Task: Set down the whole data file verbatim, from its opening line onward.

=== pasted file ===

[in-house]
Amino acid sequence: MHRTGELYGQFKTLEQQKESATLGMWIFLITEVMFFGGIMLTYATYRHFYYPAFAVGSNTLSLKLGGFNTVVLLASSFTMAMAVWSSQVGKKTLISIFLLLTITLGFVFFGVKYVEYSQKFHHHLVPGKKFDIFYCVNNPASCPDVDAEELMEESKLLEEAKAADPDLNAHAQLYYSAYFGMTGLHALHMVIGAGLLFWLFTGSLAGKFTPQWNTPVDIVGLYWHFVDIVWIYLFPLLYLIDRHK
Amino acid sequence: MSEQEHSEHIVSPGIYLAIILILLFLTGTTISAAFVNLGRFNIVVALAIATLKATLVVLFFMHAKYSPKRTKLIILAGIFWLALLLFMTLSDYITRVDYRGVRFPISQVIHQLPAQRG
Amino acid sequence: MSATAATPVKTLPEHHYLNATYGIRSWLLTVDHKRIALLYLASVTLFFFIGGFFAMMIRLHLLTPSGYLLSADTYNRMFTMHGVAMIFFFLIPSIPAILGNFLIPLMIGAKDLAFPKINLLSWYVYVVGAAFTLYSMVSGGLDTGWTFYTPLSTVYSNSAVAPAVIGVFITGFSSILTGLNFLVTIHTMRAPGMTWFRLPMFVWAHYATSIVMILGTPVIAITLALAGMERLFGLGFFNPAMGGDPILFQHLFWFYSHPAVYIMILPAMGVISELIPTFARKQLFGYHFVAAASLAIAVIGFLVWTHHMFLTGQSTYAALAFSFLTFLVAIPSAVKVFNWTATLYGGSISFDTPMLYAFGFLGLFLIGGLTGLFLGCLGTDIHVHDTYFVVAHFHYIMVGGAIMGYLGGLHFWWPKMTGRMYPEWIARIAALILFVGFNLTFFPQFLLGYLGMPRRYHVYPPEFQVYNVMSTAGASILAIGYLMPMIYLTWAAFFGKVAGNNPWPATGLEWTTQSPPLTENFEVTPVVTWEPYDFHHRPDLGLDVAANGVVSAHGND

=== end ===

[in-house]
Amino acid sequence: MHRTGELYGQFKTLEQQKESATLGMWIFLITEVMFFGGIMLTYATYRHFYYPAFAVGSNTLSLKLGGFNTVVLLASSFTMAMAVWSSQVGKKTLISIFLLLTITLGFVFFGVKYVEYSQKFHHHLVPGKKFDIFYCVNNPASCPDVDAEELMEESKLLEEAKAADPDLNAHAQLYYSAYFGMTGLHALHMVIGAGLLFWLFTGSLAGKFTPQWNTPVDIVGLYWHFVDIVWIYLFPLLYLIDRHK
Amino acid sequence: MSEQEHSEHIVSPGIYLAIILILLFLTGTTISAAFVNLGRFNIVVALAIATLKATLVVLFFMHAKYSPKRTKLIILAGIFWLALLLFMTLSDYITRVDYRGVRFPISQVIHQLPAQRG
Amino acid sequence: MSATAATPVKTLPEHHYLNATYGIRSWLLTVDHKRIALLYLASVTLFFFIGGFFAMMIRLHLLTPSGYLLSADTYNRMFTMHGVAMIFFFLIPSIPAILGNFLIPLMIGAKDLAFPKINLLSWYVYVVGAAFTLYSMVSGGLDTGWTFYTPLSTVYSNSAVAPAVIGVFITGFSSILTGLNFLVTIHTMRAPGMTWFRLPMFVWAHYATSIVMILGTPVIAITLALAGMERLFGLGFFNPAMGGDPILFQHLFWFYSHPAVYIMILPAMGVISELIPTFARKQLFGYHFVAAASLAIAVIGFLVWTHHMFLTGQSTYAALAFSFLTFLVAIPSAVKVFNWTATLYGGSISFDTPMLYAFGFLGLFLIGGLTGLFLGCLGTDIHVHDTYFVVAHFHYIMVGGAIMGYLGGLHFWWPKMTGRMYPEWIARIAALILFVGFNLTFFPQFLLGYLGMPRRYHVYPPEFQVYNVMSTAGASILAIGYLMPMIYLTWAAFFGKVAGNNPWPATGLEWTTQSPPLTENFEVTPVVTWEPYDFHHRPDLGLDVAANGVVSAHGND